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The Senior Open


Royal Lytham and St Annes Golf club, Links Gate, Lytham St Annes, Lancashire, FY8 3LQ

Tel: 01344 840550

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The Senior Open

Royal Lytham & St Annes Golf Club is gearing itself up for another summer spectacular when Fylde’s most famous course hosts The Senior Open Presented by Rolex for the fifth time in the event’s 33-year history from July 25-28.


Last year, the Club hosted a hugely successful Ricoh British Women’s Open, when England’s Georgia Hall triumphed in the blazing sunshine.  Twelve months on, and it’s the turn of the legends of the game – the over-50 Senior players – to prove they’ve ‘still got it’ at an age when most professional athletes have long since retired.


The iconic venue, scene of 11 Opens down the years, will be the battleground for these masters of the links to demonstrate their brilliance in a setting which has historically produced some of golf’s greatest champions.


Royal Lytham & St Annes brought the late, great Seve Ballesteros to global prominence and now another Spaniard, Miguel Angel Jiménez, will defend the title he won by one shot from Germany’s Bernhard Langer, at the Old Course, St Andrews, in 2018.


Jiménez has his sights trained on emulating his late friend, Ballesteros, when he defends the title, attempting to follow in his countryman’s footsteps by winning at both The Home of Golf and Royal Lytham & St Annes.  “I’ve played well at Royal Lytham & St Annes and I like it very much,” he said.  “I hope I can do what Seve did there. He won there twice, but he also won another Open at St Andrews. Having won at St Andrews last year, I hope I can follow him and get another title at Royal Lytham & St Annes. That would be amazing.”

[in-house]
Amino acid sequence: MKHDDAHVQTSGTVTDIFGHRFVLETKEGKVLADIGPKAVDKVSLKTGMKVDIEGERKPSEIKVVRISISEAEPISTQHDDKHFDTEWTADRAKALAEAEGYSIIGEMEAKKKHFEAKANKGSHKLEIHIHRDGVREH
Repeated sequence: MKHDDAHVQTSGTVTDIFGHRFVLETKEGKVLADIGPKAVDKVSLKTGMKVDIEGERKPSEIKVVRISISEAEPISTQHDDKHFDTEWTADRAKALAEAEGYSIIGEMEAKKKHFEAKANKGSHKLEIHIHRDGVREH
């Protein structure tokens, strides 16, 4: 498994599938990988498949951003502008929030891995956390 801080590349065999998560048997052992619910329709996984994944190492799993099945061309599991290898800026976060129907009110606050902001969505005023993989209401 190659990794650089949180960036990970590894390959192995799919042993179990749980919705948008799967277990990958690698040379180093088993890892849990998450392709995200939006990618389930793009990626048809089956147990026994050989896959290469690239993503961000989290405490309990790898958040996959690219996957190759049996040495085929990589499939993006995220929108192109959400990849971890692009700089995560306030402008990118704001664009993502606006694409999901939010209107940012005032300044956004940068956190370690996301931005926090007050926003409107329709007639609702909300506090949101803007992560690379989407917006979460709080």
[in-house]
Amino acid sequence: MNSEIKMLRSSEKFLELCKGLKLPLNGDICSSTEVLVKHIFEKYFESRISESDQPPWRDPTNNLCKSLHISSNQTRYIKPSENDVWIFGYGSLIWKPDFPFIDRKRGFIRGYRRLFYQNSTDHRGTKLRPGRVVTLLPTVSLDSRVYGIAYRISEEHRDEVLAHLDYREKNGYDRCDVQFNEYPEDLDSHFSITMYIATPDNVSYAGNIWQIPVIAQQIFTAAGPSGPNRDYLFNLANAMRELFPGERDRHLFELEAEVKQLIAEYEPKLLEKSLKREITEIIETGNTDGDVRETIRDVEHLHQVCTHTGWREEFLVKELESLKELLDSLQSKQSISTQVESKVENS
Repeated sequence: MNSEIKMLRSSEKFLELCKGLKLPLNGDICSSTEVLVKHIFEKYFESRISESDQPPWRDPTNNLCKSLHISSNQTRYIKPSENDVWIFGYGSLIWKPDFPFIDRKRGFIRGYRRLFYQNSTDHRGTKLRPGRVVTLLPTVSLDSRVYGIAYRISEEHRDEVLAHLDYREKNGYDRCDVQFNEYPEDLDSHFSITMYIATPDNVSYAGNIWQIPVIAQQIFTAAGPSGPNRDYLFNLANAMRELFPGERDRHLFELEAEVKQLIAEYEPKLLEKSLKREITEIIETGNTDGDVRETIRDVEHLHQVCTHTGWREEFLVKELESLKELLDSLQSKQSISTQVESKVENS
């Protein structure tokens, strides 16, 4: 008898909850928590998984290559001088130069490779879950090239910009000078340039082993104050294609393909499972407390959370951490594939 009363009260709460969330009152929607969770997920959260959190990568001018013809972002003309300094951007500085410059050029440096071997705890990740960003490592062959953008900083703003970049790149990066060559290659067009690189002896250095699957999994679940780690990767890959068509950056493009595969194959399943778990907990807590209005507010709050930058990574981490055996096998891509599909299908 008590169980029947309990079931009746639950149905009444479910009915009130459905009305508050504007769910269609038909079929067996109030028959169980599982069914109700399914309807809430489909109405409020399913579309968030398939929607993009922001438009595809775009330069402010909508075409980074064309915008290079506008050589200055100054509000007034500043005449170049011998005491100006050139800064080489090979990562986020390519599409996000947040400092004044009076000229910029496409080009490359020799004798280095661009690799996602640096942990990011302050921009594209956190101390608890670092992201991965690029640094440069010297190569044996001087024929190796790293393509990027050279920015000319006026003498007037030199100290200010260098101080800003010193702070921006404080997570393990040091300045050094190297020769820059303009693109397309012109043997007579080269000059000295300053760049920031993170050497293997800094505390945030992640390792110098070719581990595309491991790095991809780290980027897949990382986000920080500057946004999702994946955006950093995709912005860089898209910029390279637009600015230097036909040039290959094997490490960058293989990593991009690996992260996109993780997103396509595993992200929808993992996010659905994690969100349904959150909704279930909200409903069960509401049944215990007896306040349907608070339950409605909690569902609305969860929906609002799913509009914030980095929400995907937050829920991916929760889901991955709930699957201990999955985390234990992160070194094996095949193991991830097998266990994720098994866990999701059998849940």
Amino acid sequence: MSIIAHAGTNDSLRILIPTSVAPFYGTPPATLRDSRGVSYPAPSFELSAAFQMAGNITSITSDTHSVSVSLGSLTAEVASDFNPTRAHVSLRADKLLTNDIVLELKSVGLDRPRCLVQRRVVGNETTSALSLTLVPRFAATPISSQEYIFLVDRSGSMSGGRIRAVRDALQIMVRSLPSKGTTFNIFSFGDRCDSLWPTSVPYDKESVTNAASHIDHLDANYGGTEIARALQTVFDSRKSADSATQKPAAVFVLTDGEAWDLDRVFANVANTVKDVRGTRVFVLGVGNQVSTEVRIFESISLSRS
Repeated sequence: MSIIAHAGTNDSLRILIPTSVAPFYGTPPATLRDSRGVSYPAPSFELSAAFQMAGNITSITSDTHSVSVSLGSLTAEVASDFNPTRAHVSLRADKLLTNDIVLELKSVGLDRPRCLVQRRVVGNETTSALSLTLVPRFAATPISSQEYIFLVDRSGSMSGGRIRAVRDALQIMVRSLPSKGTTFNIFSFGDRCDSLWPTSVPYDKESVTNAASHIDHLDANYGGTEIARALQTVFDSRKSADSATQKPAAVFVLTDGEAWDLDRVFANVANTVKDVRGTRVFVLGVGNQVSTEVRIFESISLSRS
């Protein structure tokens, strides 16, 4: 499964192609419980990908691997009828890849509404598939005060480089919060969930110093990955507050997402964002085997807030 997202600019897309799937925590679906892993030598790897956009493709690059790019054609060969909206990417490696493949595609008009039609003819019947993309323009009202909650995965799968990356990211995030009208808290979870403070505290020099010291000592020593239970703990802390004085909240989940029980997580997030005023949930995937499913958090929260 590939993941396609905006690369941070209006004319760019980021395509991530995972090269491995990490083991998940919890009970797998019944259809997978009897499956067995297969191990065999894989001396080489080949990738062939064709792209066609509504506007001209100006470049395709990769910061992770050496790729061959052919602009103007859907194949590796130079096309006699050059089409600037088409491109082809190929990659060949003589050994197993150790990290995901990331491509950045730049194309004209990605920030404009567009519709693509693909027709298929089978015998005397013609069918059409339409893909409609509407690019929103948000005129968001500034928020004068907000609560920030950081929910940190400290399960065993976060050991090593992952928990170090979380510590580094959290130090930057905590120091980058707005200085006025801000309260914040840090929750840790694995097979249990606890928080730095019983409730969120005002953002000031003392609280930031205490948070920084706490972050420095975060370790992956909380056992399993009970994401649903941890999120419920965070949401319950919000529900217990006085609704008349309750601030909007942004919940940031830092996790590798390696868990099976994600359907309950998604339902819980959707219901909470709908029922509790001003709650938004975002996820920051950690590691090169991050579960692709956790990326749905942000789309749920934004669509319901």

American Tom Lehman, who carried off the Claret Jug by winning The Open at Royal Lytham & St Annes in 1996, is set to return to the location which brought him global fame and fortune, while the 2001 champion at the same venue, David Duval, could also join Lehman among the 144-strong field.


Lehman, the American Ryder Cup Captain in 2006, held off the challenge of compatriot Mark McCumber and South Africa’s Ernie Els to land The Open crown 23 years ago. The 60-year-old is relishing the opportunity to return to Royal Lytham & St Annes seven years after his last appearance at The Open on the same golf course.  “It’s quite a golf course, a complete test,” said the American. “Like most links courses you have to drive it straight and there’s more than 200 bunkers out there. If you can find a way to avoid those you are ahead of the game, but it’s hard to do.


“When you get a chance to play Championship golf on some of the world’s greatest courses, there’s nothing like it. Any Open gets me interested, but this one sticks out in particular. I’ve not won The Senior Open. It would be great to win it, period. But it would be somewhat fulfilling to do it at the same venue where I won The Open.”